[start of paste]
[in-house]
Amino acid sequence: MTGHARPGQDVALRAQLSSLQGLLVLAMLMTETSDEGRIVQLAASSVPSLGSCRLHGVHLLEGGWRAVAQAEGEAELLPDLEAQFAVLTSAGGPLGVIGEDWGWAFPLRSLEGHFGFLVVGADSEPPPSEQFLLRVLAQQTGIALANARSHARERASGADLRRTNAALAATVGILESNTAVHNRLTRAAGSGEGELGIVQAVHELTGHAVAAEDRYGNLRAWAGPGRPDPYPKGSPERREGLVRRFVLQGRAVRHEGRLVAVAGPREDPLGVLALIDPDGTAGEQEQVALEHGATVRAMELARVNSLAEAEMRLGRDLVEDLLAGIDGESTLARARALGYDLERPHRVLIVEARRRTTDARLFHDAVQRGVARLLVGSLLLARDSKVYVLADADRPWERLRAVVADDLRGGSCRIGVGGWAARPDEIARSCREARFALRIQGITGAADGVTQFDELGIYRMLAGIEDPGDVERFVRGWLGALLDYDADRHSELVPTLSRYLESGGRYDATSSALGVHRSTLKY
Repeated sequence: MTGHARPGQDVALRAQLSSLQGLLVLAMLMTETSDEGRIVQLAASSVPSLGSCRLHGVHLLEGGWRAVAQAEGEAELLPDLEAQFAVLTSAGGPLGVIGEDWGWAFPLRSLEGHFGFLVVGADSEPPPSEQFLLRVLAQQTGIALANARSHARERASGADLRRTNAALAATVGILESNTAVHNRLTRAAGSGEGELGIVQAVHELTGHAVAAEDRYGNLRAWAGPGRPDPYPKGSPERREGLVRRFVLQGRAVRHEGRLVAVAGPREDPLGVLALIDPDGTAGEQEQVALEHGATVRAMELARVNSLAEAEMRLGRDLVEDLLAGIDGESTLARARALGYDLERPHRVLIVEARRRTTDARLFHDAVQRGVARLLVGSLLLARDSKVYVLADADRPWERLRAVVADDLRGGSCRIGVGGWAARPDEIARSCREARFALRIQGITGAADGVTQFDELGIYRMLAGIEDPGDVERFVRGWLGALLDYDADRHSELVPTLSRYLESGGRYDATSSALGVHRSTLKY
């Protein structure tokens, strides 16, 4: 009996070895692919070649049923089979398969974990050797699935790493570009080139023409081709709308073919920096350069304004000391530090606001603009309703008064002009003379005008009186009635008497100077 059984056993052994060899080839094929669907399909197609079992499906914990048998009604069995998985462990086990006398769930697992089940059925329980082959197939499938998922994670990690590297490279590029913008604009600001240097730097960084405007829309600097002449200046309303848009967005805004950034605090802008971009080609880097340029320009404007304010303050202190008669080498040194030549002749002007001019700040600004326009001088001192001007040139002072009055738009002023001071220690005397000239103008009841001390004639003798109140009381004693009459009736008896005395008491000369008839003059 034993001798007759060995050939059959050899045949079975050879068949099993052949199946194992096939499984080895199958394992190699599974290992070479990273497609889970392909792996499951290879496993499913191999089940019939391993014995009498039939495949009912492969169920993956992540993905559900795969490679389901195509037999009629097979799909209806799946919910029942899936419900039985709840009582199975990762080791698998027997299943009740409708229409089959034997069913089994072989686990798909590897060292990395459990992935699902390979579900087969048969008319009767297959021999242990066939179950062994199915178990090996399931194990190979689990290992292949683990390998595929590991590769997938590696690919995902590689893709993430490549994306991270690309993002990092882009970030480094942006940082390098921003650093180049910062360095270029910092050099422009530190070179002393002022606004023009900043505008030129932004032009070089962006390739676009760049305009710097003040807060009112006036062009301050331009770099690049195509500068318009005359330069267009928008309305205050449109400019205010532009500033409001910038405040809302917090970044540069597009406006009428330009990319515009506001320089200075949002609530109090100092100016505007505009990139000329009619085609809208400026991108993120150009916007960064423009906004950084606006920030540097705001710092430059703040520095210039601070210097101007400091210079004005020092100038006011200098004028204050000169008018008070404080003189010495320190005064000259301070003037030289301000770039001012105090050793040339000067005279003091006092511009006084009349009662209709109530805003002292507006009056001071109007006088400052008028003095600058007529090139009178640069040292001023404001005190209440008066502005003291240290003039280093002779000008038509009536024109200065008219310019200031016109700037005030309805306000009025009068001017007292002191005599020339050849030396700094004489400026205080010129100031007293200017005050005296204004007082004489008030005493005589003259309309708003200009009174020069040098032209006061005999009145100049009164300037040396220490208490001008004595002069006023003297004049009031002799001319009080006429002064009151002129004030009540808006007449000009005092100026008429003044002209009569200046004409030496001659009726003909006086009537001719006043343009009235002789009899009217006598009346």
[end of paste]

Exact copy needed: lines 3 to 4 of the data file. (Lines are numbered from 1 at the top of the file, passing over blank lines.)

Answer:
Repeated sequence: MTGHARPGQDVALRAQLSSLQGLLVLAMLMTETSDEGRIVQLAASSVPSLGSCRLHGVHLLEGGWRAVAQAEGEAELLPDLEAQFAVLTSAGGPLGVIGEDWGWAFPLRSLEGHFGFLVVGADSEPPPSEQFLLRVLAQQTGIALANARSHARERASGADLRRTNAALAATVGILESNTAVHNRLTRAAGSGEGELGIVQAVHELTGHAVAAEDRYGNLRAWAGPGRPDPYPKGSPERREGLVRRFVLQGRAVRHEGRLVAVAGPREDPLGVLALIDPDGTAGEQEQVALEHGATVRAMELARVNSLAEAEMRLGRDLVEDLLAGIDGESTLARARALGYDLERPHRVLIVEARRRTTDARLFHDAVQRGVARLLVGSLLLARDSKVYVLADADRPWERLRAVVADDLRGGSCRIGVGGWAARPDEIARSCREARFALRIQGITGAADGVTQFDELGIYRMLAGIEDPGDVERFVRGWLGALLDYDADRHSELVPTLSRYLESGGRYDATSSALGVHRSTLKY
């Protein structure tokens, strides 16, 4: 009996070895692919070649049923089979398969974990050797699935790493570009080139023409081709709308073919920096350069304004000391530090606001603009309703008064002009003379005008009186009635008497100077 059984056993052994060899080839094929669907399909197609079992499906914990048998009604069995998985462990086990006398769930697992089940059925329980082959197939499938998922994670990690590297490279590029913008604009600001240097730097960084405007829309600097002449200046309303848009967005805004950034605090802008971009080609880097340029320009404007304010303050202190008669080498040194030549002749002007001019700040600004326009001088001192001007040139002072009055738009002023001071220690005397000239103008009841001390004639003798109140009381004693009459009736008896005395008491000369008839003059 034993001798007759060995050939059959050899045949079975050879068949099993052949199946194992096939499984080895199958394992190699599974290992070479990273497609889970392909792996499951290879496993499913191999089940019939391993014995009498039939495949009912492969169920993956992540993905559900795969490679389901195509037999009629097979799909209806799946919910029942899936419900039985709840009582199975990762080791698998027997299943009740409708229409089959034997069913089994072989686990798909590897060292990395459990992935699902390979579900087969048969008319009767297959021999242990066939179950062994199915178990090996399931194990190979689990290992292949683990390998595929590991590769997938590696690919995902590689893709993430490549994306991270690309993002990092882009970030480094942006940082390098921003650093180049910062360095270029910092050099422009530190070179002393002022606004023009900043505008030129932004032009070089962006390739676009760049305009710097003040807060009112006036062009301050331009770099690049195509500068318009005359330069267009928008309305205050449109400019205010532009500033409001910038405040809302917090970044540069597009406006009428330009990319515009506001320089200075949002609530109090100092100016505007505009990139000329009619085609809208400026991108993120150009916007960064423009906004950084606006920030540097705001710092430059703040520095210039601070210097101007400091210079004005020092100038006011200098004028204050000169008018008070404080003189010495320190005064000259301070003037030289301000770039001012105090050793040339000067005279003091006092511009006084009349009662209709109530805003002292507006009056001071109007006088400052008028003095600058007529090139009178640069040292001023404001005190209440008066502005003291240290003039280093002779000008038509009536024109200065008219310019200031016109700037005030309805306000009025009068001017007292002191005599020339050849030396700094004489400026205080010129100031007293200017005050005296204004007082004489008030005493005589003259309309708003200009009174020069040098032209006061005999009145100049009164300037040396220490208490001008004595002069006023003297004049009031002799001319009080006429002064009151002129004030009540808006007449000009005092100026008429003044002209009569200046004409030496001659009726003909006086009537001719006043343009009235002789009899009217006598009346």